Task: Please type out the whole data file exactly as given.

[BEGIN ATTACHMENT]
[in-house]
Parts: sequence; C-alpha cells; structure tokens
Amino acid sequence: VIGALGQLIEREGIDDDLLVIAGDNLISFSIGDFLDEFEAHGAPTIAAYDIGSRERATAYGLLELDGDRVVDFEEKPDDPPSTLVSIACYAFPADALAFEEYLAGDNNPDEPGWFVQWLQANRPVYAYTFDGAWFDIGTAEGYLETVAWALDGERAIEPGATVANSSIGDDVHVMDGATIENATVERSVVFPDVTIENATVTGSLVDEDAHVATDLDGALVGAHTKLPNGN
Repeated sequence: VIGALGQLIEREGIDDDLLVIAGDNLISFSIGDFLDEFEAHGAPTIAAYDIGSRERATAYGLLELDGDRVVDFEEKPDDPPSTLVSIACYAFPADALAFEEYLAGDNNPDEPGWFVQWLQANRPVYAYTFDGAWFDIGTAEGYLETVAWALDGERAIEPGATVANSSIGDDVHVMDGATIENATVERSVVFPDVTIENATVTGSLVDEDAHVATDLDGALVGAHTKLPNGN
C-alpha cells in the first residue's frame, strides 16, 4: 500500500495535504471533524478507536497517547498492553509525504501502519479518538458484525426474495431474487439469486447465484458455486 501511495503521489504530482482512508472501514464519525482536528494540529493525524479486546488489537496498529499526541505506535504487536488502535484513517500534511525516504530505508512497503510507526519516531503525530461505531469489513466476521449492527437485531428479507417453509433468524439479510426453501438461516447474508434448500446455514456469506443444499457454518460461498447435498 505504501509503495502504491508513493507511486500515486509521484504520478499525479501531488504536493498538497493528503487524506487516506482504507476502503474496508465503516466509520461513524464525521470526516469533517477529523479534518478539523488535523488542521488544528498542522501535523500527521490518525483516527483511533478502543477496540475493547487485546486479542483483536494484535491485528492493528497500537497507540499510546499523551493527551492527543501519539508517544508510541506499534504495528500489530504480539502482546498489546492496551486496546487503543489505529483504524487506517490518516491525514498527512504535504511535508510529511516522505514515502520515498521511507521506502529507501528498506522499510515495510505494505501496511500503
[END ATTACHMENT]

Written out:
[in-house]
Parts: sequence; C-alpha cells; structure tokens
Amino acid sequence: VIGALGQLIEREGIDDDLLVIAGDNLISFSIGDFLDEFEAHGAPTIAAYDIGSRERATAYGLLELDGDRVVDFEEKPDDPPSTLVSIACYAFPADALAFEEYLAGDNNPDEPGWFVQWLQANRPVYAYTFDGAWFDIGTAEGYLETVAWALDGERAIEPGATVANSSIGDDVHVMDGATIENATVERSVVFPDVTIENATVTGSLVDEDAHVATDLDGALVGAHTKLPNGN
Repeated sequence: VIGALGQLIEREGIDDDLLVIAGDNLISFSIGDFLDEFEAHGAPTIAAYDIGSRERATAYGLLELDGDRVVDFEEKPDDPPSTLVSIACYAFPADALAFEEYLAGDNNPDEPGWFVQWLQANRPVYAYTFDGAWFDIGTAEGYLETVAWALDGERAIEPGATVANSSIGDDVHVMDGATIENATVERSVVFPDVTIENATVTGSLVDEDAHVATDLDGALVGAHTKLPNGN
C-alpha cells in the first residue's frame, strides 16, 4: 500500500495535504471533524478507536497517547498492553509525504501502519479518538458484525426474495431474487439469486447465484458455486 501511495503521489504530482482512508472501514464519525482536528494540529493525524479486546488489537496498529499526541505506535504487536488502535484513517500534511525516504530505508512497503510507526519516531503525530461505531469489513466476521449492527437485531428479507417453509433468524439479510426453501438461516447474508434448500446455514456469506443444499457454518460461498447435498 505504501509503495502504491508513493507511486500515486509521484504520478499525479501531488504536493498538497493528503487524506487516506482504507476502503474496508465503516466509520461513524464525521470526516469533517477529523479534518478539523488535523488542521488544528498542522501535523500527521490518525483516527483511533478502543477496540475493547487485546486479542483483536494484535491485528492493528497500537497507540499510546499523551493527551492527543501519539508517544508510541506499534504495528500489530504480539502482546498489546492496551486496546487503543489505529483504524487506517490518516491525514498527512504535504511535508510529511516522505514515502520515498521511507521506502529507501528498506522499510515495510505494505501496511500503